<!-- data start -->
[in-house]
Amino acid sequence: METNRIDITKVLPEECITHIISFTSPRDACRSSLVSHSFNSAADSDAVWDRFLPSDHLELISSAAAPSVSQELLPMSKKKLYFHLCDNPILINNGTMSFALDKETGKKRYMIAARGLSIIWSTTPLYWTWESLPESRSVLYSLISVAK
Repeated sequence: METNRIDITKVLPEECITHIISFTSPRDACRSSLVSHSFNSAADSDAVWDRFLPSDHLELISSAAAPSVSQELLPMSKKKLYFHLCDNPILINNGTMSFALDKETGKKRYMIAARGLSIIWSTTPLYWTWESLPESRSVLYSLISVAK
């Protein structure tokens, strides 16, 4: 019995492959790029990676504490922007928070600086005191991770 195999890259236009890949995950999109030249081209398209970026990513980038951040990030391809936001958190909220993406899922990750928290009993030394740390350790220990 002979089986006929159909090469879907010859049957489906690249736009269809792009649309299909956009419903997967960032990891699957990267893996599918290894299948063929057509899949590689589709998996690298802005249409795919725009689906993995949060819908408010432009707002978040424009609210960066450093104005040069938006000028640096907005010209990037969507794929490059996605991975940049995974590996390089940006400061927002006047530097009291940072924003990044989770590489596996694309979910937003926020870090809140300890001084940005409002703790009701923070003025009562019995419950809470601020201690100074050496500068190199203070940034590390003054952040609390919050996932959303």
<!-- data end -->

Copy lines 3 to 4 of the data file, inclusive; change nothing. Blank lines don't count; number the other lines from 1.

Repeated sequence: METNRIDITKVLPEECITHIISFTSPRDACRSSLVSHSFNSAADSDAVWDRFLPSDHLELISSAAAPSVSQELLPMSKKKLYFHLCDNPILINNGTMSFALDKETGKKRYMIAARGLSIIWSTTPLYWTWESLPESRSVLYSLISVAK
């Protein structure tokens, strides 16, 4: 019995492959790029990676504490922007928070600086005191991770 195999890259236009890949995950999109030249081209398209970026990513980038951040990030391809936001958190909220993406899922990750928290009993030394740390350790220990 002979089986006929159909090469879907010859049957489906690249736009269809792009649309299909956009419903997967960032990891699957990267893996599918290894299948063929057509899949590689589709998996690298802005249409795919725009689906993995949060819908408010432009707002978040424009609210960066450093104005040069938006000028640096907005010209990037969507794929490059996605991975940049995974590996390089940006400061927002006047530097009291940072924003990044989770590489596996694309979910937003926020870090809140300890001084940005409002703790009701923070003025009562019995419950809470601020201690100074050496500068190199203070940034590390003054952040609390919050996932959303």